Taking a Journalistic Approach to the Activities Section
Whether you are a current student, full time employee or somewhere in between, it is imperative to journal regularly, and over time you will accumulate stories, feelings and snap-shots of your life. By taking a journalistic approach, you will create a content library of your own experiences, and ease the task of writing.
Each day, write a reflection for these three questions:
- What surprised me? (This tells us about your worldview, the way you think)
- What touched me? (This tells us about your emotional life)
- What inspired me? (This tell us about what speaks to your soul and gives you purpose)
“Your journal will include tangible items, such as books read, interviews, shadowing experiences, names, events, places, and dates. It will also include entries about less tangible items, such as thoughts, impressions, perceptions, feelings, considerations, evaluations, comments, questions, and comparisons.”Missouri State Undergraduate School Pre-Health Advising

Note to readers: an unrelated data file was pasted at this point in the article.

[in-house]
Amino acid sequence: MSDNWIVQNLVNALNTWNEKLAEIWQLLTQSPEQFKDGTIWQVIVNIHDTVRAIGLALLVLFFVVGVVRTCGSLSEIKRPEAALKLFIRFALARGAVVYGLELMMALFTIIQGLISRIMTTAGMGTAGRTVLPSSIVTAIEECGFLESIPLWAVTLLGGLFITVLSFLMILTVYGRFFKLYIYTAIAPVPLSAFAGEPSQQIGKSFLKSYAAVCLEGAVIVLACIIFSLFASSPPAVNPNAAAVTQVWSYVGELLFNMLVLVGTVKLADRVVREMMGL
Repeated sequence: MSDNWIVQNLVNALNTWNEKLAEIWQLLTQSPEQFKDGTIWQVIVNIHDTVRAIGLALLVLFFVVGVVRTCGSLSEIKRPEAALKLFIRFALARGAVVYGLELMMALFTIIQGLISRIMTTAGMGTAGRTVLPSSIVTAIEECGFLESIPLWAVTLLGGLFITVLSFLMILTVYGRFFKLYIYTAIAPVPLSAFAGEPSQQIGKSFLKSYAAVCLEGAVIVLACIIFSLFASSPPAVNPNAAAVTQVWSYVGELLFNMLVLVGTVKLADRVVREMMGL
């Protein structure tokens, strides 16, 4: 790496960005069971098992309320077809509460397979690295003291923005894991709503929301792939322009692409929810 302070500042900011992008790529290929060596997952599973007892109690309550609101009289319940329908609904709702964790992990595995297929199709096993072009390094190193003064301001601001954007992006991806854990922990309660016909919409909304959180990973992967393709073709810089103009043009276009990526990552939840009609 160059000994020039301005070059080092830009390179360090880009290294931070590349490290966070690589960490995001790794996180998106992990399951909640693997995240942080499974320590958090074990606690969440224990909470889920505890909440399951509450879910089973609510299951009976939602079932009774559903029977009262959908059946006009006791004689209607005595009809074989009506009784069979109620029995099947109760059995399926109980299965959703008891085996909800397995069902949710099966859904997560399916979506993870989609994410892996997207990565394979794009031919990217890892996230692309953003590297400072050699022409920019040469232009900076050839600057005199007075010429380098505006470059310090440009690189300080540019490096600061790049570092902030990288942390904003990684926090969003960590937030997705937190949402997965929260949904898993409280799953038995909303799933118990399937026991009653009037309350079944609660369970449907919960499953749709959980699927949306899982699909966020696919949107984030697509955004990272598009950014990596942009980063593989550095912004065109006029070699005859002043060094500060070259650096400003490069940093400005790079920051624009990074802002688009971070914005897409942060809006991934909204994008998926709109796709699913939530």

Once you are ready to write the descriptions of your activities, use the first few sentences to “set the scene.” Describe the activity and the environment or setting. Use the rest of the space to demonstrate (give evidence for) the core competencies you developed, drawing from your journal. Choose words carefully to maximize the limited space provided.
For each activity, list out the relevant competencies. Then:
Part I: Set the Scene
- How much time did you spend and how often?
- What was your role and what were your responsibilities?
- Who else was involved?
- How can you show the competencies you developed by the way you describe your role or actions?
Part II: Reflect
- What did you accomplish and how did you contribute?
- What did you learn that you will take with you into your training or career as a physician?